“I think it may be a while before we see the real business model of the use cases for the platforms that are being built now,” he added.
Nick Cary of Blockchain agreed, saying that the ability to invest in project tokens, as well as the businesses themselves, was a valuable aspect of the crowdfunding market, although he did have some choice words to say about ICOs.“Just because you do an ICO tomorrow and raise a tonne of money does not mean you will inevitably have some sort of incredible business. In fact, it may misalign your incentives to grind through the challenges in the early days.”
Cary went on to clarify that building infrastructure and hiring talented people costs money and that the model allowing people to invest in tokens and businesses was an interesting and useful one, agreeing with Larchevêque that the final business model allowing for decentralized revenue generation may be as of yet undecided, saying that the decentralized platforms pose a huge threat to their centralized platform.
“If I were to try to kill Facebook, what I would do is launch a social network with tokens that would allow all people that participate to earn income from the ad sales,” he concluded. “There’s some clever entrepreneur out there that’s going to figure this out.”
After a Tumultuous 2018 for Crypto and the Birth of Stablecoins, Here is what to Expect in 2019
2018 was the year of the bear run and the stablecoin. So what does 2019 hold for the crypto world? While it is impossible to tell what exactly will happen in 2019, one can make a good guess. Here are the five likely scenarios that will play out in 2019 for crypto:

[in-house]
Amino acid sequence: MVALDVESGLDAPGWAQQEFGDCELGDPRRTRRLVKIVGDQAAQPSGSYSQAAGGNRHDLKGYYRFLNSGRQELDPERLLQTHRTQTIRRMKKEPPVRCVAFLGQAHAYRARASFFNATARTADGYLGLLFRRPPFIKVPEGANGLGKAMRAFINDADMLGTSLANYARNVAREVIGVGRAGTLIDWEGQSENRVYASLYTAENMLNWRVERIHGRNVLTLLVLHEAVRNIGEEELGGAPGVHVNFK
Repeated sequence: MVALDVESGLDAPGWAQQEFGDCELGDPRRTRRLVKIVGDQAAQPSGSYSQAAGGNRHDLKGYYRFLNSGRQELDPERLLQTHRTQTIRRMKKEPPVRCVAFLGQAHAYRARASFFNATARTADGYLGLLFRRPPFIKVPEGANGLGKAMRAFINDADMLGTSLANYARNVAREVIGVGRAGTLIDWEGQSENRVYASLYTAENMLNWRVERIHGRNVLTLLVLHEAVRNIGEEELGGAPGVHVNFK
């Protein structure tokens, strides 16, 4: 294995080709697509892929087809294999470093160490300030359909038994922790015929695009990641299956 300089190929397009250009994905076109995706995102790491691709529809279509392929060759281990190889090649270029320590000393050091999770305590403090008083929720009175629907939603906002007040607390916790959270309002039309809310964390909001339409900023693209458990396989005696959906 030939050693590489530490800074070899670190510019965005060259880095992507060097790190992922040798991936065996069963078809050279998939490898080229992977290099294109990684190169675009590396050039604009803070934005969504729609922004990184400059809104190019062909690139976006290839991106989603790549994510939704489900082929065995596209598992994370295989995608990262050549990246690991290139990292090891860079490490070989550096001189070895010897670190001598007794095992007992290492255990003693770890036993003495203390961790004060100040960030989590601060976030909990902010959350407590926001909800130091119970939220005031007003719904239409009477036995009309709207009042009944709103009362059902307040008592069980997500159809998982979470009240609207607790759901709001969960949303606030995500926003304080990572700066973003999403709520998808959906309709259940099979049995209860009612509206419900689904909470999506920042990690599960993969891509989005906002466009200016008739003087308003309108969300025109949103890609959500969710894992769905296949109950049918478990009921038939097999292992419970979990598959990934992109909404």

Tether Will Lose Traction
For years, there have been issues raised about how legit Tether is. Despite this, it has remained a popular stablecoin in the crypto world.
However, rival stablecoins such as Coinbase, Circle, and Gemini could offer a challenge. This will erode the monopoly that it has enjoyed in the past. Even if Tether does not shutter as Basis did at the end of 2018, it will most likely not be as dominant.
Facebook Will Mint The WhatsApp Crypto
Facebook has been interested in creating a payments platform for years. The effort started in 2014 when it poached David Marcus of PayPal.
Marcus became the head of messaging products at the company. However, he was picked to head the company’s blockchain project in 2018, which is still shrouded in mystery. Recent reports indicate that he might launch a WhatsApp-based remittance service in India. After a rough period in 2018, the company could use a win in 2019.